Like many of my coworkers and probably many of you, I enjoy exercise and outdoor recreation in a minorly competitive "weekend warrior" sort of way. A lesson that I keep having to relearn is that proper warm ups and cool downs are important, both for avoiding injuries and also for basic mental preparation for what's to come. You don't jump right into the activity. And when it's done, you don't cease it abruptly. You have transitions -- however brief they might be. I've been thinking about what a Philosophy class analogue to a warm up or a cool down might be.
There are already ways that I signal that the class period is starting (and that side conversations, texting, etc. need to cease) -- such as closing the door, welcoming everyone, and posing a Question of the Day. The closest things to warmups and cooldowns that come to mind are that I sometimes have students spend 2 - 3 minutes at the beginning of class doing some sort of guided writing (e.g., "Write down three questions you have about today's readings") or, ditto, at the end of class (e.g., "Write down one question that today's discussion has raised for you", or "Write down something you'd like us to discuss in more depth next time"). It's not always clear to me whether the classes in which I do that, feature deeper engagement, by more students, than the ones in which I don't, though I think it has other benefits.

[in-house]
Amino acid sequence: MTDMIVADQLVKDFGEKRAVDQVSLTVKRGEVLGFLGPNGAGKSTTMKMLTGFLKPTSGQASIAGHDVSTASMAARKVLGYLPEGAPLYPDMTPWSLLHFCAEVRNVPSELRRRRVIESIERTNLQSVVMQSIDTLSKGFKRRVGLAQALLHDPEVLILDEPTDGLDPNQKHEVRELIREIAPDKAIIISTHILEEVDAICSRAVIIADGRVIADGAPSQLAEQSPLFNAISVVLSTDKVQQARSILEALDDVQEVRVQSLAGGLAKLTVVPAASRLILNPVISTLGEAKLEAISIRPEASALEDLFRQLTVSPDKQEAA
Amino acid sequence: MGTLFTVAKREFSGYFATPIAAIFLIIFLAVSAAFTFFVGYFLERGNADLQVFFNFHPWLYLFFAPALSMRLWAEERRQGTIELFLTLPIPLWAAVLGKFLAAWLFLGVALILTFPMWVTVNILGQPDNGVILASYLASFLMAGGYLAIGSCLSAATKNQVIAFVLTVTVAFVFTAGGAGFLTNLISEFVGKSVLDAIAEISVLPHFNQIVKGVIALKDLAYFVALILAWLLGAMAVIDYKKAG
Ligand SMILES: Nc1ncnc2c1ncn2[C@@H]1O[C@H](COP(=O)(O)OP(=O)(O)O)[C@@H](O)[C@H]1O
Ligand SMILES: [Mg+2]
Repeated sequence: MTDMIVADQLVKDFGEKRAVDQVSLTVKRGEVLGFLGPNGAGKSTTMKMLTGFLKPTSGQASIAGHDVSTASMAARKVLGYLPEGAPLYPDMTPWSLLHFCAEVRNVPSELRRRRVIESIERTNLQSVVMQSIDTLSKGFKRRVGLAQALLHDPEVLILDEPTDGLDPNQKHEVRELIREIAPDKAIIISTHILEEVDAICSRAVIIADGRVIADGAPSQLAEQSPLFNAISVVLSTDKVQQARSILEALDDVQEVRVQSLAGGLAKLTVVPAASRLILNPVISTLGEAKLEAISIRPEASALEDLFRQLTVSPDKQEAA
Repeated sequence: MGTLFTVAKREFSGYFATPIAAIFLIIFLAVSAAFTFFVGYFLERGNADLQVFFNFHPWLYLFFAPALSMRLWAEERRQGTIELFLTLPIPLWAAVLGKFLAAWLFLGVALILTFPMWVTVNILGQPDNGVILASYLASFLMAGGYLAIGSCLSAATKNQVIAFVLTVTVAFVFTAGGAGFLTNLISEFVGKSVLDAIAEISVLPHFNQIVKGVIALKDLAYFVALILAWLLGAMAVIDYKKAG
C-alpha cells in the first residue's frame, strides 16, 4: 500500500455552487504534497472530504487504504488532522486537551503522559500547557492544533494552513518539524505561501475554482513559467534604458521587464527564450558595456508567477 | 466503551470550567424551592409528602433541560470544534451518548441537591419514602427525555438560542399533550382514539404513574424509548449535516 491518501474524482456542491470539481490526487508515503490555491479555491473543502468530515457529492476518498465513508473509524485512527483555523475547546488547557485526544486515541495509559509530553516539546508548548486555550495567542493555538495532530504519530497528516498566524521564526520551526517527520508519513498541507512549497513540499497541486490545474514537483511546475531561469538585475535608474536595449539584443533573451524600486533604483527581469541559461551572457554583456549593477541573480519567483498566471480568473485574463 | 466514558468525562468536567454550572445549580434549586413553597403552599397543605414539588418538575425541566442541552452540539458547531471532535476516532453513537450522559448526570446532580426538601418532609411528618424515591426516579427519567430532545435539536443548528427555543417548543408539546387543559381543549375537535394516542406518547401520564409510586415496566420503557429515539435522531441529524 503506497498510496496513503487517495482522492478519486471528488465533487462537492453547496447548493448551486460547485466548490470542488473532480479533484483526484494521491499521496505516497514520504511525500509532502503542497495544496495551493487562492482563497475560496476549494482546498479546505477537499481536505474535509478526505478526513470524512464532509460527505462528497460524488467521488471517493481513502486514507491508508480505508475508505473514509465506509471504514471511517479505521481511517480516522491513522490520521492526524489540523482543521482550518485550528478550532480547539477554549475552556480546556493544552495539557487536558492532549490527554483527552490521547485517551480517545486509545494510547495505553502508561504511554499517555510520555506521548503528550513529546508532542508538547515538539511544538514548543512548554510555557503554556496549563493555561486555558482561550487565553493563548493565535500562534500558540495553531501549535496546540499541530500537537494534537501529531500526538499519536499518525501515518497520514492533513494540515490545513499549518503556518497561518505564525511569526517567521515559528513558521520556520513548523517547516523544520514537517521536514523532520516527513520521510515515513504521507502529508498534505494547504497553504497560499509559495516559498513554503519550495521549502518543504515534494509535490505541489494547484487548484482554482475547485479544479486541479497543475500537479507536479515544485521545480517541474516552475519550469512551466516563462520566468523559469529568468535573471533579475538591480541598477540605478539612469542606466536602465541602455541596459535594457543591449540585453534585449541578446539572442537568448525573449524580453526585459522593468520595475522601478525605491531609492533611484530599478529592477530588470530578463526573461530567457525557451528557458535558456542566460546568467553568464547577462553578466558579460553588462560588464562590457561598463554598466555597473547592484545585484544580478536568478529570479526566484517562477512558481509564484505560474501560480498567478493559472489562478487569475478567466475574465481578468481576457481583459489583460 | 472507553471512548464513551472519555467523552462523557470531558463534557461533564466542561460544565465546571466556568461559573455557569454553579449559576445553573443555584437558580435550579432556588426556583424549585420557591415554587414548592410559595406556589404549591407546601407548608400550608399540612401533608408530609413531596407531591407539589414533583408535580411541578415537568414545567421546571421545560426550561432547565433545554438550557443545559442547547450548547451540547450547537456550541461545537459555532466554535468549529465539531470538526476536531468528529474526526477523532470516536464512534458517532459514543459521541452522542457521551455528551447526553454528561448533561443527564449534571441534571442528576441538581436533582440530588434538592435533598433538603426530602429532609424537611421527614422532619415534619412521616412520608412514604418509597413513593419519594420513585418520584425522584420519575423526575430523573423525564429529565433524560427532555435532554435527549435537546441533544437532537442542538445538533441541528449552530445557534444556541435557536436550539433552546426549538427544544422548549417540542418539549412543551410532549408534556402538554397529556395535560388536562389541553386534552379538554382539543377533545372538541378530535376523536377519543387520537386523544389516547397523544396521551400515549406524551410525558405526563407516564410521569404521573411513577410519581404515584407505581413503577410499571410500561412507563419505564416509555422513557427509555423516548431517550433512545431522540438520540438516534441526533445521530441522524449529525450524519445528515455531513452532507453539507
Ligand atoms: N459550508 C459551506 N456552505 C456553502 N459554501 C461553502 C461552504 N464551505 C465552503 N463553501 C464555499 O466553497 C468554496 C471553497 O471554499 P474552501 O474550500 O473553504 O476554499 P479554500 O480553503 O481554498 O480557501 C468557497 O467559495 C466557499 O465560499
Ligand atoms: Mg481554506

Are there other, better ways of warming up a class before getting into the hard work of the rest of the class period? Does it need to happen in the first place?